An executive order issued by President Trump last week instructs the Department of Interior to review expansive restrictions placed upon vast areas of private and public lands over the past 20 years through excessive applications of a more than century-old Antiquities Act. In doing so, he vowed to “end another egregious abuse of federal power, and to give that power back to the states and to the people, where it belongs.”

Originally intended as an emergency measure to prevent looting of antiquities on Native American lands, the 1906 legislation grants Presidents discretionary power “to declare by public proclamation historic landmarks, historic and prehistoric structures, and other objects of historic or scientific interest . . . to be national monuments.”

Such designations were to be limited to “the smallest area compatible with the proper care and management of the objects to be protected,” and were to be reserved for instances where lands or artifacts faced immediate threats.

For the most part, but with notable exceptions, presidents from Theodore Roosevelt to Lyndon Johnson issued these designations sparingly. Ronald Reagan and George H.W. Bush established none at all.

Bill Clinton dramatically changed all that, setting aside 1.9 million acres, larger than the state of Delaware, for a Grand Staircase-Escalante National Monument in Utah in order to block proposed mining. Barack Obama added another 1.6 million, creating and expanding more monuments than any other President in history.

Trump’s executive order was largely triggered by Obama’s highly controversial designation of a 1.35 million-acre Bears Ears National Monument site in Utah just prior to leaving office. Aimed primarily to prevent oil and gas drilling, the action was opposed by all area elected officials, the governor, and state legislators.

Bears Ears is nearly twice as large as Rhode Island, and 1 million acres larger than Utah’s largest national park.

Obama also designated national monument status to a 300,000 acre Gold Butte site in southern Nevada following unsuccessful attempts by then-Senate Minority Leader Harry Reid (D-NV)  to accomplish this through congressional action. The proposal had faced stiff opposition following extensive negotiations involving local recreation groups, environmentalists, ranchers, and other private interests.

In addition, Obama quadrupled the size of the Papahanaumokuakea Marine National Monument originally created by President George W. Bush in 2006 to 582,578 square miles, nearly double the size of Texas. Opposed by the Western Pacific Regional Fishery Management Council, its spokesman Edwin Ebisui said, “Closing 60% of Hawaii’s waters to commercial fishing, when science is telling us that it will not lead to more productive local fisheries, makes no sense.”

President Trump’s new executive order instructs Administration officials to “review prior monument designations and suggest legislative changes or modifications to the monuments,” actions which his Department of Interior Secretary Ryan Zinke concurs are “long overdue.” Zinke stressed that although the order will not, in itself, strip landmarks of monument designations or loosen environmental laws on development, “When you designate a monument, the local community should have a voice.”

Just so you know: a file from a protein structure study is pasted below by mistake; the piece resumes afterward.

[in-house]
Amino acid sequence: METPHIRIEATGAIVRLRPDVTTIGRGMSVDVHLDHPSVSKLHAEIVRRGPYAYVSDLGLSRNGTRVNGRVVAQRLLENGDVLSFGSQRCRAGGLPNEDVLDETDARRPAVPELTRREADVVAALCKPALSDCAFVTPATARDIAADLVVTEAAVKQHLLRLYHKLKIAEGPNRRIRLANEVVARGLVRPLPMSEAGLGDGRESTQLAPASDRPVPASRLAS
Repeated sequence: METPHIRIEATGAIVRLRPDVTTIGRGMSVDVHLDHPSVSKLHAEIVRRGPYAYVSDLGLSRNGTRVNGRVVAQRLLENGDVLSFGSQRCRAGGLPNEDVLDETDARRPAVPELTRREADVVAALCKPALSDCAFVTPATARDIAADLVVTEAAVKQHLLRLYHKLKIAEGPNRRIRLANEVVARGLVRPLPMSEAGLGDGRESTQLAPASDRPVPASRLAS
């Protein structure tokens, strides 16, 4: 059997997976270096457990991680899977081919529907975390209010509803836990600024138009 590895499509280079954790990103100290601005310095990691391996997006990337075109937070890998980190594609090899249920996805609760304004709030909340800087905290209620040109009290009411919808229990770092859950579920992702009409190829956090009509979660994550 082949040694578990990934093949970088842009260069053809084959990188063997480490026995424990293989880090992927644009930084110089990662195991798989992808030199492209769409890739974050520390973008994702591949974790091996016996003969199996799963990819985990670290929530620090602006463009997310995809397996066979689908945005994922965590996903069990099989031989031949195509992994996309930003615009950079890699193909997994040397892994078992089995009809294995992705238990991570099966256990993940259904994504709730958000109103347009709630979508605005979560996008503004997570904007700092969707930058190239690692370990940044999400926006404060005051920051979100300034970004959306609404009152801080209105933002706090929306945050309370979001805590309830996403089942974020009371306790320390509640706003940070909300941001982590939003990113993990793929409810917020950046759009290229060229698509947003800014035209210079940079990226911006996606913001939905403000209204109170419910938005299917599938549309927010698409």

House Speaker Paul Ryan (R-WI) also lends support. He observes that while designating monuments is a noble goal, the century-old Antiquities Act “has been hijacked by executive overreach in recent years,” and has “strayed from its original purpose.”

Speaker Ryan commended the Trump Administration for “stopping this cycle of executive abuse and beginning a review of past designations.”

While the Antiquities Act does not grant presidential authority to revoke previous national monument designations, it may be possible to change those physical boundaries. Congress can also convert a national monument into a national park, and has done so on multiple occasions.

National monument designations under the Antiquities Act have been amended twice since 1950. The first such event followed in the backlash of President Franklin Roosevelt’s 1943 designation of Jackson Hole National Monument.  The result was a law requiring congressional consent for creation/enlargement of monuments in Wyoming.

Similarly, following Jimmy Carter’s designation of national monument status to 56 million acres in Alaska, future assignments in that state cannot exceed 5,000 acres without congressional consent. Utah’s two Senatiors, Orin Hatch and Mike Lee, have recently introduced congressional review and consent legislation for their state.

National monument designations circumvent procedures established in the Federal Land Policy and Management Act of 1976 and the National Environmental Policy Act for environmental review and public comments. And while 16 Presidents have established 152 national monuments, few have done so in defiance of state and local lawmakers.

Monumental danger lies when a president can unilaterally declare millions of acres of publicly and privately owned lands off limits to a variety of recreational and economic uses. Absent in those broadly publicized photo-op moments are the disgusted faces of those whose ranchlands and home properties have been stolen, whose hunting and fishing rights are blocked, and whose businesses and jobs have been lost for the sake of someone’s political legacy.


  • Larry Bell

    CFACT Advisor Larry Bell heads the graduate program in space architecture at the University of Houston. He founded and directs the Sasakawa International Center for Space Architecture. He is also the author of "Climate of Corruption: Politics and Power Behind the Global Warming Hoax."